The Grand Chamber of the European Court of Human Rights (ECtHR) delivered its first ever judgment in an infringement procedure request (under Article 46-4 ECHR) in the case of Mammadov v Azerbaijan. The applicant in this case was an opposition leader from Azerbaijan who was put in prison contrary to Articles 5-1c and 18 ECHR. The Court confirmed that acquittal of the applicant was the only individual measure capable to remedy this violation. In so doing, the Court has effectively made the only decision that was politically plausible, namely it agreed with the Committee of Ministers that the judgment in the first Mammadov case was not executed properly. I have argued that this was the only possible solution in my previous blog post on the issue. The Court made it clear that the Committee of Ministers has quite broad competencies in interpreting the judgments of the ECtHR. Başak Çalı has written a good blog post analysing the substance of this decision. So, to avoid repetition I am going to focus on a few points which I found important not only for this judgment in particular but also for the future of the procedure pursuant to Article 46-4 ECHR if the Committee of Ministers ever requests a new judgment. Continue reading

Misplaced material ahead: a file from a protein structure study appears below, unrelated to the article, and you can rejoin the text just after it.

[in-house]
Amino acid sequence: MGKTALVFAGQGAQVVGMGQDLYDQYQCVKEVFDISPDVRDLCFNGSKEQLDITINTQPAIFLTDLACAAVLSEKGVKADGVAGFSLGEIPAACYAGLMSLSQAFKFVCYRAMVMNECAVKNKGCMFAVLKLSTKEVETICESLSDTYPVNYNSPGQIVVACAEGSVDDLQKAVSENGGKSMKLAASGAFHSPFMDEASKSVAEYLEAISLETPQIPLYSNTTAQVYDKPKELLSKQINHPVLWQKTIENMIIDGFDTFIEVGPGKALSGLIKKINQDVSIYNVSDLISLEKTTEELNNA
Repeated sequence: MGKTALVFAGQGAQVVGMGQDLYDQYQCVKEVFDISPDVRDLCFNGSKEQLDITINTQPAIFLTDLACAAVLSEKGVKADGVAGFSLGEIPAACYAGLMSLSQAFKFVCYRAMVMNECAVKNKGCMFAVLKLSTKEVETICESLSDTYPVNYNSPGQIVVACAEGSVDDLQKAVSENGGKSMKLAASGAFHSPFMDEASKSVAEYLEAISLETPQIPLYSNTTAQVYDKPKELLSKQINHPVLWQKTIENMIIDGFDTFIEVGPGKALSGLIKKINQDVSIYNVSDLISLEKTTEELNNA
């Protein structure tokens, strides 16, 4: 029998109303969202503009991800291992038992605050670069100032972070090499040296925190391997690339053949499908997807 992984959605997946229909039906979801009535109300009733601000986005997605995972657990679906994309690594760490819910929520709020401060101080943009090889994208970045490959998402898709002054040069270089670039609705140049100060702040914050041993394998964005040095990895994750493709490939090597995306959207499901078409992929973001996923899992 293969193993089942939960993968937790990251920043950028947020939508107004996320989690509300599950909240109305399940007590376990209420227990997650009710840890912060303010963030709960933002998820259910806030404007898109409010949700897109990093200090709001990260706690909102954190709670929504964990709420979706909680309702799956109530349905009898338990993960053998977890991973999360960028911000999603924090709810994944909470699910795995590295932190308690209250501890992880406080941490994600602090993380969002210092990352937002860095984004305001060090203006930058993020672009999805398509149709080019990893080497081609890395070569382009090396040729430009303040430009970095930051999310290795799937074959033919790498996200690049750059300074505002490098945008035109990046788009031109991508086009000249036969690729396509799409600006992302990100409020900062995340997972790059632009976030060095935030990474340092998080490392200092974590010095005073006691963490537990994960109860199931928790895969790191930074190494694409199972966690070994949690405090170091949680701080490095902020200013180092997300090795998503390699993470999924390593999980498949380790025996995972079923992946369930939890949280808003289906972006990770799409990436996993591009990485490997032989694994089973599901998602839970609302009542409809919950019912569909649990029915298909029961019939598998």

Mammadov v. Azerbaijan: It Is about Effectiveness of the Strasbourg System.

By Kanstantsin Dzehtsiarou (University of Liverpool)

Infringement proceedings: the question of legitimacy

In 2010, when Protocol 14 entered into force, it amended Article 46 of the European Convention on Human Rights (ECtHR). Section 4 was added to this Article. It empowered the Committee of Ministers of the Council of Europe to initiate infringement proceedings before the Grand Chamber of the ECtHR. On 5 December 2017, the Committee of Ministers chose to use this procedure for the first time in history and referred the case of Ilgar Mammadov v Azerbaijan to the Court. The Grand Chamber of the ECtHR must now decide whether Azerbaijan has indeed failed to fulfil its obligations under the Convention. Continue reading

The Committee of Ministers goes nuclear: infringement proceedings against Azerbaijan in the case of Ilgar Mammadov

By Lize R. Glas, assistant professor of European law, Radboud University

For over seven years, the Committee of Ministers (Committee) has had at its disposal the ‘nuclear option’ of launching infringement proceedings against a state that refuses to execute a Strasbourg judgment. On 5 December 2017, it decided to go nuclear for the first time, in the case of Mammadov v. Azerbaijan. Continue reading

Protestor’s arrest and conviction for disobeying a police order violated Article 11

By Ronan Ó Fathaigh

The European Court’s First Section has unanimously held that a protestor’s arrest and conviction for failing to obey a police order violated his Article 11 right to freedom of assembly, despite the demonstration being unlawful. The First Section’s opinion in Mammadov v. Azerbaijan tackled the difficult issue of how police officers are supposed to respond to unlawful demonstrations, and whether protestors who participate in such demonstrations, but remain peaceful, may still be arrested.

Continue reading